Frequently Asked Questions
Surveillance and Control Measures
4.1) What is the maximum limit for DEHP in food set by the CFS?
The CFS has set an action level of 1.5 mg/kg for DEHP in food. The action level was endorsed by the Expert Committee on Food Safety. The Expert Committee noted that as food may be contaminated by DEHP in the environment, a zero tolerance approach may not be applicable for setting the limit of DEHP in food. Among countries with specific migration limit for DEHP for food contact materials, a maximum limit of 1.5 mg/kg was set. In Hong Kong, the average food consumption including liquid and water of the population is about 3 kg/person/day. Even in the unlikely event that one third of the food consumed by a person is contaminated, if a maximum limit of 1.5 mg/kg for DEHP in food is set, the exposure to DEHP of a 60-kg adult will be 0.025 mg/kg body weight/day. This exposure is within the WHO's TDI, and public health is adequately protected.
This action level is not applicable to distilled spirits. As distilled spirits are not considered as a normal part of the diet of the general population and some plasticisers (including DEHP) are highly soluble in alcohol, it is not appropriate to apply the above action level to distilled spirits. Taking into account the risk assessment result and relevant European data, the CFS has set a separate action level of 5 mg/kg for DEHP in distilled spirits.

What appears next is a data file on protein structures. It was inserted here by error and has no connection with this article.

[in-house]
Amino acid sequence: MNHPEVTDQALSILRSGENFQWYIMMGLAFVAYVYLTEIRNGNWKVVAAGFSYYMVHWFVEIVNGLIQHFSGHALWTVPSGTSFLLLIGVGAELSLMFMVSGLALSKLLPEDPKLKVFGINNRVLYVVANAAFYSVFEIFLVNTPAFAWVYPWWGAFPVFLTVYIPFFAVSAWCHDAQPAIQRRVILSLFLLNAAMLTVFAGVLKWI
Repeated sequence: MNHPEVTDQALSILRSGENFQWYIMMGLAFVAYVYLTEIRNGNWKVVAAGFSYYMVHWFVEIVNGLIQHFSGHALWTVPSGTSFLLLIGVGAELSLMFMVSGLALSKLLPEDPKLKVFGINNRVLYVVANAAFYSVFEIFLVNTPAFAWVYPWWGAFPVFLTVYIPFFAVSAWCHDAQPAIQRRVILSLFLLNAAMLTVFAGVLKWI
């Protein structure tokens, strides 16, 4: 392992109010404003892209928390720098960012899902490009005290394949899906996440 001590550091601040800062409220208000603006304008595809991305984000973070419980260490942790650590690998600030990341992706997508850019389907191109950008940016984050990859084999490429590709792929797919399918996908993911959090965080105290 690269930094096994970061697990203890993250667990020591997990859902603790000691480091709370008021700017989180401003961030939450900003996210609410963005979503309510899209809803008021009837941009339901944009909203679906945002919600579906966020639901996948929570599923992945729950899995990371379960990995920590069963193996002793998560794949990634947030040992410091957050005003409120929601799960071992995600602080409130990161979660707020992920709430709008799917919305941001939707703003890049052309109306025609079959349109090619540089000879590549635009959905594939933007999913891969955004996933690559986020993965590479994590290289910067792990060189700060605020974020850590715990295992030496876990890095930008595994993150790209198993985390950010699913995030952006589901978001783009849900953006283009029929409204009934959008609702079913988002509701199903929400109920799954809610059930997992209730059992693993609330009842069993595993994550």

4.2) Under what circumstances will the FEHD issue a section 78B order to prohibit the import of Taiwan food to Hong Kong?
Under section 78B(2) of the Public Health and Municipal Services Ordinance, Director of Food and Environmental Hygiene (DFEH) will make a section 78B order to prohibit the import of food for the period specified in the order if the DFEH has reasonable grounds to believe that the making of the order is necessary to prevent or reduce a possibility of danger to public health or to mitigate the adverse consequence of a danger to public health. Hence, the DFEH, when deciding whether to prohibit the import of problematic Taiwan food products, will take into full consideration the test results of DEHP found in food and the risk management actions taken by the relevant authorities in Taiwan and even in other countries, as well as the DEHP levels detected in the food samples taken in Hong Kong and results of overall risk assessment.
4.3) What follow-up actions will be taken by the CFS against other problematic food products withdrawn from shelves in Taiwan?
The CFS will continue to closely liaise with Taiwan authority to keep abreast of the latest development. If the affected food products are found to have sold to Hong Kong, we will contact the relevant importers and distributors for follow-up actions. Also, the CFS will continue to conduct sales check and take samples for testing if there are the affected foods in the market. The CFS will step up the testing for the five high-risk food categories including sports drinks, flavoured juice, tea beverages, fruit jam/syrup, and powder and tablet supplement. All test results will be released on our website.
4.4) Does the CFS take food samples other than Taiwan products under the five high-risk categories for testing?